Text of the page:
Polmont Young Offenders Institution to improve education role
Polmont Young Offenders Institution is upgrading its education and training services in an attempt to tackle criticisms following an inspection.
In February, the unit was criticised for not motivating offenders and falling short in tackling reoffending.
For the first time government body Education Scotland will be directly involved in supervising inmates.
It aims to ensure offenders do not end up with an educational or training deficit compared with other youngsters.
In his report, HM Chief Inspector of Prisons Brigadier Hugh Monro said a lack of continuity had hindered Polmont in helping to reduce reoffending.
Brig Munro said the regime did not motivate or encourage young offenders to get out of bed and take part in activities.'Secure learning'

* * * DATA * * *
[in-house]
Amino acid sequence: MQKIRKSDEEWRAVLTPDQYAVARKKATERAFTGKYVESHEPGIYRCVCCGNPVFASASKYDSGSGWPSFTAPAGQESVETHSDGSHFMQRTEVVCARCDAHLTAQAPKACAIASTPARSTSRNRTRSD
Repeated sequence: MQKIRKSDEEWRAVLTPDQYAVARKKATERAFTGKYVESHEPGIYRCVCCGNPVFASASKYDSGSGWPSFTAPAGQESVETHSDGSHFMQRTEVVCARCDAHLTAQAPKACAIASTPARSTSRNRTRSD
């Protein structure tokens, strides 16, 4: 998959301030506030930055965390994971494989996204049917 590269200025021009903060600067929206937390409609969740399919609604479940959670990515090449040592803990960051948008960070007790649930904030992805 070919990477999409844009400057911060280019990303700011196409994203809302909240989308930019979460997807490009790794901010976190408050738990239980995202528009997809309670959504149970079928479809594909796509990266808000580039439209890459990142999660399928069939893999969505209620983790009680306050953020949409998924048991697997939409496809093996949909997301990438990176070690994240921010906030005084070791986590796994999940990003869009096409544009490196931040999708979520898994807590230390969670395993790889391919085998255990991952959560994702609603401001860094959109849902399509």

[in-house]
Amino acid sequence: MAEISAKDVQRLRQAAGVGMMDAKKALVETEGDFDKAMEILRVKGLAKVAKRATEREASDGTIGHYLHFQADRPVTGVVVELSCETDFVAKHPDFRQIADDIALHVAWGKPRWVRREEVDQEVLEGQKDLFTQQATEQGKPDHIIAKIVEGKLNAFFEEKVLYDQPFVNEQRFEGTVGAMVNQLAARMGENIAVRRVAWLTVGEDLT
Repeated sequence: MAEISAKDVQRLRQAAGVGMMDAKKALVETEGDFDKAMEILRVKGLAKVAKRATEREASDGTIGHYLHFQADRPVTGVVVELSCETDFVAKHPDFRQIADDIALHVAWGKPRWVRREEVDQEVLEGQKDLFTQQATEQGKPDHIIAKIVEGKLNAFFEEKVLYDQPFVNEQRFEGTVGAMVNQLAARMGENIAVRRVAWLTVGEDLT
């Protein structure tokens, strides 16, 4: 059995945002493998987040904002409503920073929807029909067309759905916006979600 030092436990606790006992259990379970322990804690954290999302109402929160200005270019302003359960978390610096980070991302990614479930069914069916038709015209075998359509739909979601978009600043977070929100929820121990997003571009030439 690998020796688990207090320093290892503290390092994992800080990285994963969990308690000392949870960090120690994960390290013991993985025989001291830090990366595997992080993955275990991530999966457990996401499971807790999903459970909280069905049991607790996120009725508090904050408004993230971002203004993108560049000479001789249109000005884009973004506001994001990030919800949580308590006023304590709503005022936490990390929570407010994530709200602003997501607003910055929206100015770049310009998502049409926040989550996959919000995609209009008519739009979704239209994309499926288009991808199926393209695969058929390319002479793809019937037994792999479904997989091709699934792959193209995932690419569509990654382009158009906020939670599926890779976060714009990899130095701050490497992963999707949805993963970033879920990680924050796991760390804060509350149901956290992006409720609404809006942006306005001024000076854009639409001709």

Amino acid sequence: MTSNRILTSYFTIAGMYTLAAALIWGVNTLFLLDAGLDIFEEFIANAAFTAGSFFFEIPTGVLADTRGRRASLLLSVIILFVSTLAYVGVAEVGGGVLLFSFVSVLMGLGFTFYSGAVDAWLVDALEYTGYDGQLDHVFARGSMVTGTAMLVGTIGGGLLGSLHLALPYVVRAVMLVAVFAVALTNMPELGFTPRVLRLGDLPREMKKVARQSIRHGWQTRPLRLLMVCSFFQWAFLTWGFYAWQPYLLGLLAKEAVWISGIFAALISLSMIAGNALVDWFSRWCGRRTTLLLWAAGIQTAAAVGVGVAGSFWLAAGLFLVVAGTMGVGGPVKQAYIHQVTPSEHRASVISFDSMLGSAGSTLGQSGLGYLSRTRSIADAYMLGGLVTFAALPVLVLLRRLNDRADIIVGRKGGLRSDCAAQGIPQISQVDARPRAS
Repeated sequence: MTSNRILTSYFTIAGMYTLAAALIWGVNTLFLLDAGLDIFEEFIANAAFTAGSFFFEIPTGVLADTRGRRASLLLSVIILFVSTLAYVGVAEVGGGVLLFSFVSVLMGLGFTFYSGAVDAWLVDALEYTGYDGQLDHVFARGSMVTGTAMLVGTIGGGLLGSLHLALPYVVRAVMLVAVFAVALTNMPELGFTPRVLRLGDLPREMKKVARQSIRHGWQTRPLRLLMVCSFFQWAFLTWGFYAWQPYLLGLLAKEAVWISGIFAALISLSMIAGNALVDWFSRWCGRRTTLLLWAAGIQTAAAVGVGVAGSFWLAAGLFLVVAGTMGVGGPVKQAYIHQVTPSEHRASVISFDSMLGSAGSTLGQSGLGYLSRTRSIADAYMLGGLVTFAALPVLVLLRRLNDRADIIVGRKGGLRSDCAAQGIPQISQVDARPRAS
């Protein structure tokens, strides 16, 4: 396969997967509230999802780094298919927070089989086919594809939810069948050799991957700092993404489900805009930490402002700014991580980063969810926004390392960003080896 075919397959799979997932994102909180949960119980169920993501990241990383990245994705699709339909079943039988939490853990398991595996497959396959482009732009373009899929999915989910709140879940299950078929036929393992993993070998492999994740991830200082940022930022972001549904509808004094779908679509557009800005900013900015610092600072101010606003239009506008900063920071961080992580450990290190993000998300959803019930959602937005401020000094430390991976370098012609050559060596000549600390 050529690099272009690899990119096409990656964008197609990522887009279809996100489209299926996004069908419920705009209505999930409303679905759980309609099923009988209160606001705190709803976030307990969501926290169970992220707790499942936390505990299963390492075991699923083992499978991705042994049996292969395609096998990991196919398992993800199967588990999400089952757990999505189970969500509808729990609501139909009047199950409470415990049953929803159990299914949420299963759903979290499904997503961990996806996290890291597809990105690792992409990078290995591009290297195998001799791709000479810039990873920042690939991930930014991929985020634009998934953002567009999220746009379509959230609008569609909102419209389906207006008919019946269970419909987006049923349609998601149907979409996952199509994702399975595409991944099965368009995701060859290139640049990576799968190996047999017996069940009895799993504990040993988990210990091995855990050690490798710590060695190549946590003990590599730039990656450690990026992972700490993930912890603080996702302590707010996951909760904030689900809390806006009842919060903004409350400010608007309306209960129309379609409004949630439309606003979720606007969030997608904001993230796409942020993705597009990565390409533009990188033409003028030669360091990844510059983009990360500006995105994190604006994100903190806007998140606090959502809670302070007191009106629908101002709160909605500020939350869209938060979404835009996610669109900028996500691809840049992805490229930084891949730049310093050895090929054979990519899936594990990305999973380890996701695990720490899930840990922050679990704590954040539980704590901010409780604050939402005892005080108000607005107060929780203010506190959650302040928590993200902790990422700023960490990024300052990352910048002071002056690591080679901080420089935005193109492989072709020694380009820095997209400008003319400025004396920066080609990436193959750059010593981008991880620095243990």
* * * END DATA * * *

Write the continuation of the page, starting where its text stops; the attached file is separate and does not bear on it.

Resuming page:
The Chief Inspector said he believed a three year period of "frequent management changes" was the most likely reason for the lack of progress.
He suggested a period of stability to enable progress, particularly in the area of access to "purposeful activity".
Polmont has now teamed up with Education Scotland to become a "secure learning environment".
It wants to improve the services offered on site - ranging from basic reading, writing and counting skills to specific help training for trades.
There are also plans for better facilities and staff will be given more training.
It is hoped a link with the education curriculum will mean young offenders can continue course work started inside once they have been released.